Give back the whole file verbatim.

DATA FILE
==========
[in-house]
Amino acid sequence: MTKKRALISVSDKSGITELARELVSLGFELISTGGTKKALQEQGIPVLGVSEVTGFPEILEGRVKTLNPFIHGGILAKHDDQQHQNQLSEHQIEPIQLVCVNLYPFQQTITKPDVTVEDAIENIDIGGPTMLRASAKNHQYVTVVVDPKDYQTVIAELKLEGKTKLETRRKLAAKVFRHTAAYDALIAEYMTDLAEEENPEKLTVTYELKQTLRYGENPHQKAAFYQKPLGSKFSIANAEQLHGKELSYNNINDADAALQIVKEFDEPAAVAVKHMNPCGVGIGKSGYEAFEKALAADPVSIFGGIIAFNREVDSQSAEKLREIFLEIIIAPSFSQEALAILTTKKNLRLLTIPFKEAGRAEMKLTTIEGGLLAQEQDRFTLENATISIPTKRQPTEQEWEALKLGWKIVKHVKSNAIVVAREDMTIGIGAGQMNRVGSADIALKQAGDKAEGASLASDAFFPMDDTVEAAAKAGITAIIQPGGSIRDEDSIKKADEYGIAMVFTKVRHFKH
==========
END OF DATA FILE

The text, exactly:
[in-house]
Amino acid sequence: MTKKRALISVSDKSGITELARELVSLGFELISTGGTKKALQEQGIPVLGVSEVTGFPEILEGRVKTLNPFIHGGILAKHDDQQHQNQLSEHQIEPIQLVCVNLYPFQQTITKPDVTVEDAIENIDIGGPTMLRASAKNHQYVTVVVDPKDYQTVIAELKLEGKTKLETRRKLAAKVFRHTAAYDALIAEYMTDLAEEENPEKLTVTYELKQTLRYGENPHQKAAFYQKPLGSKFSIANAEQLHGKELSYNNINDADAALQIVKEFDEPAAVAVKHMNPCGVGIGKSGYEAFEKALAADPVSIFGGIIAFNREVDSQSAEKLREIFLEIIIAPSFSQEALAILTTKKNLRLLTIPFKEAGRAEMKLTTIEGGLLAQEQDRFTLENATISIPTKRQPTEQEWEALKLGWKIVKHVKSNAIVVAREDMTIGIGAGQMNRVGSADIALKQAGDKAEGASLASDAFFPMDDTVEAAAKAGITAIIQPGGSIRDEDSIKKADEYGIAMVFTKVRHFKH